By Rabbi Yair Hoffman
The recent tragedies within the Jewish community in Eretz Yisroel, in France and in Belgium, have sparked numerous reactions. The highly esteemed lawyer Ben Brafman penned an essay in the Five Towns Jewish Times about Jews and firearms. Others have called for introspection and checking our Mezuzos.
But should the Mezuzah be part of this discussion? Are we not talking about how to confront a new wave of anti-Semitism? In this essay, we will explore the reasons for the Mitzvah of Mezuzah. It is suggested that the Mezuzah indeed plays an important role in how we handle tragedy. However, the role is not on account of any superstitious, but rather on account of the symbolism that the Mezuzah represents.
The Torah tells us (Dvarim 6:9), “And you shall write them upon the doorposts of your homes and gates.” These words teach us that there is a positive Mitzvah in the Torah to write the chapters of “Shmah” (in Parshas VoEschanan, Dvarim 6:4-9) and “VeHaya Im Shamoah” (in Parshas Aikev Dvarim 11:13-21) and to place them upon the right doorpost of each of our doorways (See Shulchan Aruch 285:1).
Okay, but what are the reasons for this Mitzvah?
WHY THE TERM “TAAMEI HAMITZVOS”
“Taamei HaMitzvos” is the Hebrew term for the “Reasons for the Commandments.” Taam has a dual meaning in Hebrew; it means both “reason” and “taste.” Rabbi Mordechai Gifter zatzal provided the following explanation as to why the “Reasons for the Commandments” are called “Taamei HaMitzvos”:
Man requires food in order to receive nourishment. The fact that food has an additional taste is not essential to the purpose of food; rather it is an extra benefit. The same is true with Mitzvos. We are obligated in performing them because this is what Hashem wants of us. Indeed, Rashi tells us (VaYikra 1:9) that fulfilling the Mitzvos serves to give our Father in Heaven great pleasure — Nachas.The fact that the Mitzvos have additional reasons that appeal to our intellect is an “extra benefit.”
Although the main reason that we perform Hashem’s commandments is simply because this is what Hashem desires of us, there are other general reasons that are provided by the sages.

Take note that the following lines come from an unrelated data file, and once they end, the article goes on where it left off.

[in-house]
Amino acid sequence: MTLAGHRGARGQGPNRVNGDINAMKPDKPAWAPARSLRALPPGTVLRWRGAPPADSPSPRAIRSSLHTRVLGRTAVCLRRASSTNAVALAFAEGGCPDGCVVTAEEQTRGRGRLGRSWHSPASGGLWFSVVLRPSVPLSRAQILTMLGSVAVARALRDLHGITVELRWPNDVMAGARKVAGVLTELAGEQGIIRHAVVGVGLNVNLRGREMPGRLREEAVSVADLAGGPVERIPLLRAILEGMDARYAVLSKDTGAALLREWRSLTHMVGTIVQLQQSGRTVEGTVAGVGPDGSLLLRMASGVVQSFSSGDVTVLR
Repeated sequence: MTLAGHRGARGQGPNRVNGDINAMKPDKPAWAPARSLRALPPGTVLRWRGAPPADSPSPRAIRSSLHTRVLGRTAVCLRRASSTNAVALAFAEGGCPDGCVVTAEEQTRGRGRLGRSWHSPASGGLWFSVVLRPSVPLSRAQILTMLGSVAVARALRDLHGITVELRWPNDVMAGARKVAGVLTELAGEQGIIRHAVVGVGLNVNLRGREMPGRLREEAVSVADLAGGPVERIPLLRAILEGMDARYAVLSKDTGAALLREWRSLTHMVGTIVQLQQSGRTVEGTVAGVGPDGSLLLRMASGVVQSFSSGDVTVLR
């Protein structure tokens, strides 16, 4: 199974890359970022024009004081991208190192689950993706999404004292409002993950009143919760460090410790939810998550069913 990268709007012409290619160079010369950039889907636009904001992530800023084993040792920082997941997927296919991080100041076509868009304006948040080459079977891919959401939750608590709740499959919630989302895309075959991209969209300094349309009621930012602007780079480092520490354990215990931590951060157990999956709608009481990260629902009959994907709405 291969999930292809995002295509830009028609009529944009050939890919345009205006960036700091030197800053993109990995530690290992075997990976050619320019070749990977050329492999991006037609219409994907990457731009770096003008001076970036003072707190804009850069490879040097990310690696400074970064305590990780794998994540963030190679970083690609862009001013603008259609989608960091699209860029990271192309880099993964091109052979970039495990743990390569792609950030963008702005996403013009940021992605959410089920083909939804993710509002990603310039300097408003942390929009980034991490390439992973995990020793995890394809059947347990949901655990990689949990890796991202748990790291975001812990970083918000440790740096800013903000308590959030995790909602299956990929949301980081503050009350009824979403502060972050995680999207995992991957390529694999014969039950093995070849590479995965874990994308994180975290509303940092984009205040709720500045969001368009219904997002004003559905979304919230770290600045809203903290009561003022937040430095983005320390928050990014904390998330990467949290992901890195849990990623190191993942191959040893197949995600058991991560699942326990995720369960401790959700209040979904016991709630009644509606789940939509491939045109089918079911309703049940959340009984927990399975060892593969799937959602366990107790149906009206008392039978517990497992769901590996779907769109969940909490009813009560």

We must also keep in mind that the highest level of Mitzvah observance is to do so with no regard to the reward that one receives (Pirkei Avos 1:3).
KNOWING THE REASONS FOR MITZVOS
Our sages explain that it is imperative for a person to both know and understand the reasons for the Mitzvos to the best of his or her abilities. The Rambam writes this in both Moreh Nevuchim (3:31) and in his Yad HaChazakah (Hilchos Meilah 8:8). The idea is also found in the Zohar (Parshas Yisro p. 93b).
Other Rishonim also discuss the importance of knowing and understanding the reasons for the Mitzvos to the best of our ability. Rabbeinu Yonah does so in his Shaarei HaAvodah Â§54. Rabbi Avrohom Ibn Ezra writes so in his Yesod HaMoreh Shaar 8.
One should also understand the general kabbalistic concepts involved in the performance of Mitzvos, as well. Briefly, when Hashem created the world it was necessary for Hashem to cause a tzimtzum — a figurative constriction of Himself “from Himself to Himself.” The process perforce involved a moment of cosmic dislocation — or brokenness. Divine sparks, nitzotzos, were flung throughout. The world is thus in need of tikkun, repair. When a Mitzvah is performed, the Divine sparks are returned and a tikkun (repair) is made. The performance of the Mitzvah accelerates the ultimate redemptive process.
All this is particularly true regarding the Mitzvah of Mezuzah. So let’s begin: